External Threat Management

Black Hat 2015 Keynotes To Watch

There will be as many as 10k people attending this year’s Black Hat Conference in Las Vegas, Nevada. In preparation for the event, we’ve gone through and picked the 3 most interesting keynotes that discuss external threats and security outside the firewall.

1. ‘The Lifecycle of a Revolution’ – Speaker: Jennifer Granick

‘In this talk, Granick will look forward at the forces that are shaping and will determine the next 20 years in the lifecycle of the revolutionary communications technology that we've had such high hopes for.’

Why this is interesting:

Information security is now a part of popular culture. What’s terrifying this that currently shock and awe media, government regulators, and private industries control the narrative. Public opinion is a fickle thing, but fear mongering has a proven track record of persuading people to sacrifice freedoms for the promise of security. If the mob (i.e. the billion+ Internet users) are worked into a frenzy almost anything will be accepted under the guise of protection. It’s important that all who understand technology, and love the Internet for what is, actively participate in opposing blatant attempts to control it. As an industry it is our responsibility to offer better alternatives and keep the future of the Internet in the hands of the people.

2. ‘Stranger Danger! What is the Risk from 3rd Party Libraries? – Speaker: Jake Kouns

‘This presentation will also share case studies of companies who took action in 2014 to get ahead of 3rd party patch whack-a-mole, and provide concrete actions security practitioners can take to mitigate risk in their environments.’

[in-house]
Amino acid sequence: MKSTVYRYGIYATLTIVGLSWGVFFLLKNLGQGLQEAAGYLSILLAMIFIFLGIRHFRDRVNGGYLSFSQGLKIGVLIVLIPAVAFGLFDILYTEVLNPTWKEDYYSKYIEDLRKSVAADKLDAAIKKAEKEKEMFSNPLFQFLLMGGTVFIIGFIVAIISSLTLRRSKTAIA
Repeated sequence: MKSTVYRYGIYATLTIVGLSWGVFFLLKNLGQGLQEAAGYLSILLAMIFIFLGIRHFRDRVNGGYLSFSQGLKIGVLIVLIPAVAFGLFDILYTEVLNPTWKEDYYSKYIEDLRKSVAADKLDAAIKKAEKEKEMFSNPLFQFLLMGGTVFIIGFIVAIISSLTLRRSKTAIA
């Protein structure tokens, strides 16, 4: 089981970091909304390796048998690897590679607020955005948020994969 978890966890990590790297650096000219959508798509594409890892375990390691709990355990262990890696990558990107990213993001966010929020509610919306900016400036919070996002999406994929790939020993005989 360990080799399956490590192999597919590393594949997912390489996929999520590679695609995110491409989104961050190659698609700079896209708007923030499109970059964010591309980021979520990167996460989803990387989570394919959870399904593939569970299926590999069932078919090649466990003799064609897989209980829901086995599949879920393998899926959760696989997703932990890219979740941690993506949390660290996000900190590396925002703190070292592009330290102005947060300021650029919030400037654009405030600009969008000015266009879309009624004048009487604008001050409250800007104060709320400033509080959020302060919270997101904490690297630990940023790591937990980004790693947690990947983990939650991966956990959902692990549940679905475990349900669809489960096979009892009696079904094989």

Why this is interesting:

While no one is arguing the benefits of third-party code libraries, the security questions resound. Code libraries with massive user bases, have code running on sites across the Internet. These are rich targets for cyber thieves, nation-state threat actors and hacktivists. Securing them is a critical priority, yet some of the most popular libraries in the world, such as jQuery, are open source, and run by NPOs that simply can’t afford advanced security measures. These libraries formulate the backbone of most websites, and yet are beyond the control of the website operators and the security people responsible for protecting the sites themselves.

3. ‘Winning the Online Banking War’ – Speaker: Sean Park

‘Currently, most security products and financial institutions defending against banking malware rely on online banking page integrity check to detect the presence of financial malware. This technique works due to the inherent mechanics of financial malware injecting into the browser's DOM space. However, this purely web-based page integrity check can be subverted in many ways. This presentation will talk about evasion techniques such as replay attack, polymorphism, inject randomisation, and DOM stealth rootkit as well as countermeasures for those in clientless way.’

Why this is interesting:

Attacks using DOM based manipulations still have a major impact on websites and they’re incredibly difficult to detect. What is interesting is that Park claims to have methods for evading existing security measures, meant to prevent malicious DOM based injections. It seems as though the perception is that security controls exist, but the question is how efficacious they are. It will be interested to see how complex the above methods are, and how easy or hard they would be to replicate—particularly at scale.

Other interesting talks:

- Hypervisor attacks

- Encryption backdoors and why that’s a HORRIBLE idea

- Great Chinese Cannon

- Front door access to pwning millions of androids

- Faux disk encryption on mobile devices

- Nodejs highway attacks

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Base Editor